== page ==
A growing number of studies show that companies with strong ESG credentials outperform those with weaker values.
A growing number of investors today want their money to do more than just multiply; they want to invest in companies they believe are helping to make the world a better place.
This growing trend of seeking out both financial and social returns — known as responsible or sustainable investing — is being driven in part by Millennials who want to align their investments with their personal values. As they start to accumulate wealth, many Millennials are putting their money into companies and funds with a strong environmental, social and governance (ESG) track record. Examples include organizations with a diverse board and management team, companies that work proactively to reduce waste, water and emissions, or that give back to communities by creating long-term jobs or building schools to help educate future generations.
“Many of the Millennials we work with today want to know that what they’re investing in is having a positive impact. It’s not just about achieving returns, but also incorporating their core values into the process,” says Gregory Yong, a relationship manager at RBC Wealth Management in Singapore. “They have a view about what they’re passionate about, such as electric cars, promoting clean water or giving back to communities — and they put at least some of their money into places where they feel it can make a difference.”
In fact, investors in their 20s and 30s are almost twice as likely to put their money into companies or funds that target positive environmental or social outcomes, according to a recent Ernst & Young report. It also says 29 percent of Millennials are looking for a financial advisor who offers this type of values-based investing. “Since Millennials are poised to receive more than US$30-trillion of inheritable wealth, sustainable investments will continue to grow in demand,” the report states.
The most common types of sustainable investing are socially responsible investing (SRI), which excludes companies based on certain criteria, and ESG, a more broad-based approach focused on protecting a portfolio from operational or reputational risk.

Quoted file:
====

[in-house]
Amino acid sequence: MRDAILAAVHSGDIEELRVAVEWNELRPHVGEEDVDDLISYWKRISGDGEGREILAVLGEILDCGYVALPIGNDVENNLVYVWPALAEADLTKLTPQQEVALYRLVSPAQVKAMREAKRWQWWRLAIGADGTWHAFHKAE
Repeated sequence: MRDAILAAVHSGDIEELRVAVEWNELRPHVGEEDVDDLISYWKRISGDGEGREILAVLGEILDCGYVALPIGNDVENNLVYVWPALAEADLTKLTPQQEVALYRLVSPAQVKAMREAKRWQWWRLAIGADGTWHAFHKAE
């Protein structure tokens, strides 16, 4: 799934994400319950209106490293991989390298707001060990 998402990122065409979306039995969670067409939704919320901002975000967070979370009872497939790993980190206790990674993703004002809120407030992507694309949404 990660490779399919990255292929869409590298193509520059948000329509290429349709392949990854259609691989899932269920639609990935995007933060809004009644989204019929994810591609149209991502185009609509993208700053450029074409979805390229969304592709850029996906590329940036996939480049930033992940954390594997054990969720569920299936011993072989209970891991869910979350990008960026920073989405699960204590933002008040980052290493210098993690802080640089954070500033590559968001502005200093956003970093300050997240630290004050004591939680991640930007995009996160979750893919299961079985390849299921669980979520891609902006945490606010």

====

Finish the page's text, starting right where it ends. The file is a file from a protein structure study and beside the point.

With SRI, investors pick stocks or funds based on a set of standards such as positive or negative screening, the level of shareholder engagement or community/impact investing. With screening, for example, investors may eliminate a company from a portfolio if it’s involved in weapons contracting, tobacco or gambling. On the other hand, a company might be included if it has a gender-diverse board of directors, or a strong track record of reducing greenhouse gas emissions.
ESG investing considers a broader set of due diligence questions on how environmental, social and governance factors impact performance, both positively and negatively. For instance, an oil and gas company might be considered a responsible investment if it’s working continuously to reduce emissions in its operations, has a strong safety record and is giving back to the communities where it operates.
Screening is the largest sustainable investment strategy worldwide, valued at about US$15-trillion, according to the Global Sustainable Investment Review 2016, released by the Global Sustainable Investment Alliance (GSIA). ESG integration was next at about US$10.4-trillion followed by corporate engagement/shareholder action at nearly US$8.4-trillion. The report says ESG integration dominates in Asia (not including Japan), North America and Australia/New Zealand, while corporate engagement and shareholder action is the dominant strategy in Japan and negative screening is most prominent in Europe.